So, I'm sort of skeptical of this problem.  Please engineer a test case that shows bad code.  I think you'll find it is a rather bit harder than you expect.  I think most dynamic things happen at the end of a function call, that you can't see into (the Object-C run-time), and those things that happen before that point, must happen before that point, and those things that happen after that point, can't come before it.  Objective-C adds a ton of these type of calls all over the place, which controls just how far the optimizer can move anything.  Escape analysis should quickly realize that it doesn't own much of anything, which further prevents almost anything from happening.  As for an individual pointer, statically, the type should always be reasonable, though, we do expect to up-cast and downcast pointers.  Some on the C side of things might disagree, but, once the C people realize that up-casting and down-casting are both valid, then even this is fine.  Once you combine all these factors, there is no wiggle room left for the optimizer to do anything.  If you can find any, test case please.  We can then address the specific concern.

Until then, we'll wait for a testcase.

As far as missing language definition bits, please describe a missing bit, be specific.  I can't think of any off the top of my head.
Comment 10 Nicola Pero 2011-03-19 00:22:52 UTC
Mike,

to clarify, the problem is that if you do not use -fno-strict-aliasing
when compiling Objective-C, then compiling any largish Objective-C project
(with perfectly correct Objective-C code) will generate many strict aliasing 
warnings.

The rumours that GNUstep compiles everything with -fno-strict-aliasing are 
correct - that is the case.  The reason is simply to avoid the warnings.

But I guess that this means that all C code that is scattered inside 
Objective-C source files is generally not optimized as much as it could be. :-(

So, it would be nice to clarify the problem once and for all, and make sure
it is safe to use -fstrict-aliasing in Objective-C (and it doesn't generate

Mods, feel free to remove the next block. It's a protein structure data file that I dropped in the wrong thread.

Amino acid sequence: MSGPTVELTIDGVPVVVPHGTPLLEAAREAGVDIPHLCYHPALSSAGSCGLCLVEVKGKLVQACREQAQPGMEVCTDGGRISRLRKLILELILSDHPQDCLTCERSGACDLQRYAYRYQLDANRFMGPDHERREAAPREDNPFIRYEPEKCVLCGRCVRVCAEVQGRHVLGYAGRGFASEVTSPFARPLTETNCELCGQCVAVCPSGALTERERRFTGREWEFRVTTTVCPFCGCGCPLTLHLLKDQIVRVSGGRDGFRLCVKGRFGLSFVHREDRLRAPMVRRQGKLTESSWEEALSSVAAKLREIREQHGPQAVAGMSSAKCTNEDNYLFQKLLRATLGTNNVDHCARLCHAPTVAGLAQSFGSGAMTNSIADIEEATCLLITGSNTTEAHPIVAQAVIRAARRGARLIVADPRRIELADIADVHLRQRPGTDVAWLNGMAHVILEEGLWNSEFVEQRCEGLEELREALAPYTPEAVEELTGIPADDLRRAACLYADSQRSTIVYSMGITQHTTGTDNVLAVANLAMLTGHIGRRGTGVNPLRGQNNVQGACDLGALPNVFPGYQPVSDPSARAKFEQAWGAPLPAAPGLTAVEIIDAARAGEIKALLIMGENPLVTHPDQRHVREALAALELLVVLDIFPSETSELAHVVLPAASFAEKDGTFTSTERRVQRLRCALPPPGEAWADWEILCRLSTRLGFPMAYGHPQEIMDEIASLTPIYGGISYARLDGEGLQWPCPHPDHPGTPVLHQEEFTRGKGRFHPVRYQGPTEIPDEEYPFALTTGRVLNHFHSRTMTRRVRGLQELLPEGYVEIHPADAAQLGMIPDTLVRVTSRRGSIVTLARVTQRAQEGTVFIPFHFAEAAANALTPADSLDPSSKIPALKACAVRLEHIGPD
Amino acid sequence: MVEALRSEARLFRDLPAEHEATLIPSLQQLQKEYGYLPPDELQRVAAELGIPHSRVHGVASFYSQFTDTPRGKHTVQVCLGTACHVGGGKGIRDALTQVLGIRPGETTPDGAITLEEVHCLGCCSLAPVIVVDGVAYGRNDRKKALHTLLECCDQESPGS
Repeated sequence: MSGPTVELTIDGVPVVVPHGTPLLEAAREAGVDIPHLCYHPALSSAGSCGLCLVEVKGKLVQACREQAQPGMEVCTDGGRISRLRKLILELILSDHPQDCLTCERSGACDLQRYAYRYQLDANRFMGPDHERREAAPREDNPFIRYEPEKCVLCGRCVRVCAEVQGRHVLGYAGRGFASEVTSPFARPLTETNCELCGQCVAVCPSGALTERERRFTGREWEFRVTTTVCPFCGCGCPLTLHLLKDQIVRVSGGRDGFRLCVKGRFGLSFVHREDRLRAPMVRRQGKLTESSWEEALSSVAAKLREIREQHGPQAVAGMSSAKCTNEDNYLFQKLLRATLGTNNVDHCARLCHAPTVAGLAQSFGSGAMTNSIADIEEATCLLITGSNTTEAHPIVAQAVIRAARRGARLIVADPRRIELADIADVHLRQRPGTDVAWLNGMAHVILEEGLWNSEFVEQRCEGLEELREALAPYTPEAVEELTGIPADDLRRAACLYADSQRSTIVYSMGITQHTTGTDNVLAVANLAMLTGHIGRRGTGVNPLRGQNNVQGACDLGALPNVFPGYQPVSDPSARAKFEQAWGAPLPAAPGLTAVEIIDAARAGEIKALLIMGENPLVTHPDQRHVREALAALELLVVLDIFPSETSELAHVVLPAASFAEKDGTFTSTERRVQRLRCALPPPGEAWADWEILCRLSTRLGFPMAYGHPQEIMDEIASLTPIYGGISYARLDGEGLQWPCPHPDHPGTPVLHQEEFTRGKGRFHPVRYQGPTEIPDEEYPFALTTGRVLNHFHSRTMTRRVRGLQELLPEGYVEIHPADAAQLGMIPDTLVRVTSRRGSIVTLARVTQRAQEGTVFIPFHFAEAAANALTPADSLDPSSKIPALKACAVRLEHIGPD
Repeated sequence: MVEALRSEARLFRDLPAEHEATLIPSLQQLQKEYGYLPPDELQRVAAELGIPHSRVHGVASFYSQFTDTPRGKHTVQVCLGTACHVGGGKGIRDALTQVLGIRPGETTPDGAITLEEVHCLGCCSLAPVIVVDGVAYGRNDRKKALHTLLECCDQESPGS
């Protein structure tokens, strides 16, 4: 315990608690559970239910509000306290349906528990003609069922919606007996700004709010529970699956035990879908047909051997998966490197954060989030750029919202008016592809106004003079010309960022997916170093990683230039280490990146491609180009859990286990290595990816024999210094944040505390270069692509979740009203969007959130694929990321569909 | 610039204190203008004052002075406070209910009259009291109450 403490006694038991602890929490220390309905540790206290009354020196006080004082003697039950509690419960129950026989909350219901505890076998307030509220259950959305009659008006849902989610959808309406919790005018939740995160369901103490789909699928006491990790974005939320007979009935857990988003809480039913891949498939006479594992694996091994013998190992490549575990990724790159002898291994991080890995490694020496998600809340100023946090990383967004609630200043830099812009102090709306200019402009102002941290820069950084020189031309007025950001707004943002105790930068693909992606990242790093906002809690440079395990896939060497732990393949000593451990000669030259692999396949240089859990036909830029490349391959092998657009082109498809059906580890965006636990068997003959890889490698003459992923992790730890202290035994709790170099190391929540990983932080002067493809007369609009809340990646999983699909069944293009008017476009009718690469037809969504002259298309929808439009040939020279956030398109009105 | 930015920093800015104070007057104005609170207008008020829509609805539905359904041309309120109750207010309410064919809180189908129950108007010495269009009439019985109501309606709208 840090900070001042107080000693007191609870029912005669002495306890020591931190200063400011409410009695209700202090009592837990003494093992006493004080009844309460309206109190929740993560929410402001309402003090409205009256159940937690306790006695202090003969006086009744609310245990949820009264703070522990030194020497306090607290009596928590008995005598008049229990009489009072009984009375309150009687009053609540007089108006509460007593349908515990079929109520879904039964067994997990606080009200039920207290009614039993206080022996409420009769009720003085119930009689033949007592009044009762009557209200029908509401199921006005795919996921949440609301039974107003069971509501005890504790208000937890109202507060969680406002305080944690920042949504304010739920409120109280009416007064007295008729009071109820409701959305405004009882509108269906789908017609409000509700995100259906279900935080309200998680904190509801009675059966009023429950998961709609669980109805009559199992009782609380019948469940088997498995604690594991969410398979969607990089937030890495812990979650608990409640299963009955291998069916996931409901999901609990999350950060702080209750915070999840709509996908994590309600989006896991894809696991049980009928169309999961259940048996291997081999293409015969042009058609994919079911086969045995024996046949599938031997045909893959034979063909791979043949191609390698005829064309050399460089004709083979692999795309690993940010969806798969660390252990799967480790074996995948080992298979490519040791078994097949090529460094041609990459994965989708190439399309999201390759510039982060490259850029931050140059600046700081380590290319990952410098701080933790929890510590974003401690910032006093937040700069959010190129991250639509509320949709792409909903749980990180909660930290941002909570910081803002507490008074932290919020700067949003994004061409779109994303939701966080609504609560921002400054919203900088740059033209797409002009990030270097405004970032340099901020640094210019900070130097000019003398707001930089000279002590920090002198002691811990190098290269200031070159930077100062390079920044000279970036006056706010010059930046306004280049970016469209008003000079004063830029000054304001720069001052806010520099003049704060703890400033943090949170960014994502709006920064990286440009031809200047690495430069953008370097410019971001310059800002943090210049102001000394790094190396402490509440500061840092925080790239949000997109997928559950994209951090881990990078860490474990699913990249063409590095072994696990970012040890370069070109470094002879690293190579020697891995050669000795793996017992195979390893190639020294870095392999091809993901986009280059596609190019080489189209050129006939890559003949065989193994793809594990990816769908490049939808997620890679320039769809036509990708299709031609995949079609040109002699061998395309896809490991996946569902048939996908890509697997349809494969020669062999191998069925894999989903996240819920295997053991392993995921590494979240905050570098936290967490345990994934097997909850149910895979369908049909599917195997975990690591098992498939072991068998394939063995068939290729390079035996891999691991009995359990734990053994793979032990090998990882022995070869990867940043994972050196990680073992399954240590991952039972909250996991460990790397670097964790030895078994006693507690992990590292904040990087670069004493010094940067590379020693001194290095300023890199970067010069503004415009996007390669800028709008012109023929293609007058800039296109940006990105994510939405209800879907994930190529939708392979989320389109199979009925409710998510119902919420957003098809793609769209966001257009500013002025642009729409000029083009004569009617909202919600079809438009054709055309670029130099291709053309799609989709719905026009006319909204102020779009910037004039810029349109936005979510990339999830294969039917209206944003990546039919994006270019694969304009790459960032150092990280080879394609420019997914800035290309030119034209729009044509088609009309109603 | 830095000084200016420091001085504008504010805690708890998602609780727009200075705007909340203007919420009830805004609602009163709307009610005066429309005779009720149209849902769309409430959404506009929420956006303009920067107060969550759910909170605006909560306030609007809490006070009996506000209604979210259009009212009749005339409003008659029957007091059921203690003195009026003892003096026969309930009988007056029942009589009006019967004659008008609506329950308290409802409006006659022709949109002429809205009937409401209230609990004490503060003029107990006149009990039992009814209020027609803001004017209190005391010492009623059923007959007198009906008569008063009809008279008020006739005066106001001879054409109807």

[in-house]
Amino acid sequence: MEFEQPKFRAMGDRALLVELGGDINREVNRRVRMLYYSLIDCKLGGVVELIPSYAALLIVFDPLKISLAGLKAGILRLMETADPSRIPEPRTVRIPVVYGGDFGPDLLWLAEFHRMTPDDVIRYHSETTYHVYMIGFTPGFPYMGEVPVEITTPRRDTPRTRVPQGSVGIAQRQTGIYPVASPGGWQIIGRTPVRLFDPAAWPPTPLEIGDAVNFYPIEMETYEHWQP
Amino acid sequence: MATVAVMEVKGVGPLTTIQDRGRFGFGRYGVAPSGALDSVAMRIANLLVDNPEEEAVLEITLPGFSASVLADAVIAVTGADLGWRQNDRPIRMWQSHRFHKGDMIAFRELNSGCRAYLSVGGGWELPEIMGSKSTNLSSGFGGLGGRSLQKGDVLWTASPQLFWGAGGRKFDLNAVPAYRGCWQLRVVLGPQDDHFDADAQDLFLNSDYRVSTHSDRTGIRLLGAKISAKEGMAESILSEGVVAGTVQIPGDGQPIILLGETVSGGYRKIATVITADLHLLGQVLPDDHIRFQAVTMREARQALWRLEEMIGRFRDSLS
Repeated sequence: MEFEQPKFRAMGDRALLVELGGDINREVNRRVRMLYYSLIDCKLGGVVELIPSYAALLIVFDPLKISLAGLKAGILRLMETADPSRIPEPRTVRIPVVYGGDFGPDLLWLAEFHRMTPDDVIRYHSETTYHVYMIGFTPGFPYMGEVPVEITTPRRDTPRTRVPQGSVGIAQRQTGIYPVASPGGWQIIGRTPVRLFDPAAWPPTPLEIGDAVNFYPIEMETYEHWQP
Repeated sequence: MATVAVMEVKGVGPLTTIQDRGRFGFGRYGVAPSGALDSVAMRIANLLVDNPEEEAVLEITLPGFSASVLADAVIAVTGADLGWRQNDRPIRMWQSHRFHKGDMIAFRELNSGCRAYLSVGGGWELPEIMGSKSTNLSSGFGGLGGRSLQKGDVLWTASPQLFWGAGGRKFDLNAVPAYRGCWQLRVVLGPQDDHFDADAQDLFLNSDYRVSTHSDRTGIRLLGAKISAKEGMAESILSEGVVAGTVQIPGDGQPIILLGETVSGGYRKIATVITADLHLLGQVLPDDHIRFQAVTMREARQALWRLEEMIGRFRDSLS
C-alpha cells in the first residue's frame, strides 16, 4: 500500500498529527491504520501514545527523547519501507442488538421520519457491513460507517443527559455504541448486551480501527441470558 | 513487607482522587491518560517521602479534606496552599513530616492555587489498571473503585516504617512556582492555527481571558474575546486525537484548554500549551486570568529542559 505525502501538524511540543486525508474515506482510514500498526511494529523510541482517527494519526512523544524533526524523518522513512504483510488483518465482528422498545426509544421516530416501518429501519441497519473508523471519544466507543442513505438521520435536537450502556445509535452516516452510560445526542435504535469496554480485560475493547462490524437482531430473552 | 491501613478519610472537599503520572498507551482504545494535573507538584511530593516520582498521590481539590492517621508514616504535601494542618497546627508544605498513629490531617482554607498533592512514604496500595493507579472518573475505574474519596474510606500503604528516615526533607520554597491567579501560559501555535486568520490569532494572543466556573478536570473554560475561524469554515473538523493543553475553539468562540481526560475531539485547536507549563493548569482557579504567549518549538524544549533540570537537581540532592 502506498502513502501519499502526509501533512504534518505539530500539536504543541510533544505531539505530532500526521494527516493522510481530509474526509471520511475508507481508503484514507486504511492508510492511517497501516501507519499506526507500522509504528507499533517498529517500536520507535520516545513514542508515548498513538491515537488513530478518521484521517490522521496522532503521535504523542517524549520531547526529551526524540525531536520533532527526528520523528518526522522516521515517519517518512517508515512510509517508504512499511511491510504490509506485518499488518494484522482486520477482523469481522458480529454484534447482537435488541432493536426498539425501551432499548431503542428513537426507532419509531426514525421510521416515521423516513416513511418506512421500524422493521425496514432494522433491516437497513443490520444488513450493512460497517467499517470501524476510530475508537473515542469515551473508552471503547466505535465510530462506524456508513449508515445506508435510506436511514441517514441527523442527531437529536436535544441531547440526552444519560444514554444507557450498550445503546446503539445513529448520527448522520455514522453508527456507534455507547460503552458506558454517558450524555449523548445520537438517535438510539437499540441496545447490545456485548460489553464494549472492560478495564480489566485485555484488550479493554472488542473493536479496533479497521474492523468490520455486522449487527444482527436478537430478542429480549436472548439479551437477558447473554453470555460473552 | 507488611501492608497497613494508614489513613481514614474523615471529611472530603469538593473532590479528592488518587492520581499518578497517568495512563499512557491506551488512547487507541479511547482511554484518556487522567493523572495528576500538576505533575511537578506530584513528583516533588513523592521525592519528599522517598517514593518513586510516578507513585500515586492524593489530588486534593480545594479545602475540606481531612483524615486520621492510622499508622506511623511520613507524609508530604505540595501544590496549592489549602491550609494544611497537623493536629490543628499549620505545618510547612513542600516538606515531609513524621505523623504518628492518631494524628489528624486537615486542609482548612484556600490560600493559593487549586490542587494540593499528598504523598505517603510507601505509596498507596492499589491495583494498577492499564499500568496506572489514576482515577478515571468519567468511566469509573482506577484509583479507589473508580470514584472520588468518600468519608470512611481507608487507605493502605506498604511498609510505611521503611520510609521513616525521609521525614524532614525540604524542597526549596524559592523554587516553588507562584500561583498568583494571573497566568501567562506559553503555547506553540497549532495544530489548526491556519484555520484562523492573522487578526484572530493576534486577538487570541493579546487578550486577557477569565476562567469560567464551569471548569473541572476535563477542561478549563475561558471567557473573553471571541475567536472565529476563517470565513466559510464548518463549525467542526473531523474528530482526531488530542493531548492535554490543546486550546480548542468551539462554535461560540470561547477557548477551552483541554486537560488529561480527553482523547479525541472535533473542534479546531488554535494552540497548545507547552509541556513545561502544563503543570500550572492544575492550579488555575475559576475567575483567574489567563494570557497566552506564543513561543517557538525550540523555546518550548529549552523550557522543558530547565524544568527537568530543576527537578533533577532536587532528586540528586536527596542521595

warnings), then GNUstep could stop using -fno-strict-aliasing and people
could get the full benefit of -O2. :-)

The next step is producing a few testcases showing the actual warnings, so we
have something to discuss about. :-)

Thanks
Comment 11 Nicola Pero 2011-03-19 01:24:47 UTC
Having looked at some of the warnings generated in GNUstep if you compile
with -fstrict-aliasing, they seem to be C warnings with little relevance
to Objective-C (they mostly seem to be due to casting to (void **)).

So on that side (the warnings) I guess I am inclined to join Mike and become 
skeptical of this issue.

Unless the original report was that using -fstrict-aliasing would miscompile
Objective-C code ?  We need an example though.

Thanks
Comment 12 Mike Stump 2011-03-19 03:58:25 UTC
Any warnings generated that are invalid are bugs.  These bugs should be filed, and we'll fix them.  Please attach an example file that generate warnings.
Comment 13 John Engelhart 2011-03-19 04:06:28 UTC
I'm the original reporter.

At this point, I no longer have any specific examples that demonstrate this problem (this was filed quite some time ago).

mrs@gcc.gnu.org:

> So, I'm sort of skeptical of this problem.  Please engineer a test case that shows bad code.  

Are the fundamental principles and reasoning for why this could be a problem sound?

Specifically: Can pointers to Objective-C objects break C99's strict aliasing rules?

// objc method rewritten as a C function, for those not familiar with ObjC
void objc_method(
  MYSuperMutableArray self, // subclass of NSMutableArray
  SEL _cmd,
  NSMutableArray *mutableArray,
  NSArray *array) {
  int myCount = count; // compiler rewrites as self->count
  int arrayCount = array->count;
  int mutableArrayCount = mutableArray->count;

  int totalCount = mutableArray->count++;
  totalCount += array->count;
  totalCount += count;
  
}

Does this break C99 strict aliasing rules?

What if self, array, and mutableArray all point to the same thing (i.e., self = array = mutableArray)?

The fact is that Objective-C uses pointers to objects in a way that violates C99 strict aliasing rules.  I don't think anyone has disputed this point.

If this is indeed the case, then there exists the possibility of generating bad optimized code when you apply C99's strict type based aliasing rules to pointers to Objective-C objects.

> I think you'll find it is a rather bit harder than you expect.

How difficult it is, or how unlikely it might be in practice, does not change the fact that C99's strict aliasing rules are not compatible with Objective-C's use of pointers to objects.  As someone suggested, the easiest solution is to simply automatically tag them with "may alias" and be done with it.

This turns it from a "maybe / hypothetically / phase of the moon" in to "can not possibly be a problem / correct by design."

> I think most dynamic things happen at the end of a function call, that you
> can't see into (the Object-C run-time), and those things that happen before
> that point, must happen before that point, and those things that happen after
> that point, can't come before it.  Objective-C adds a ton of these type of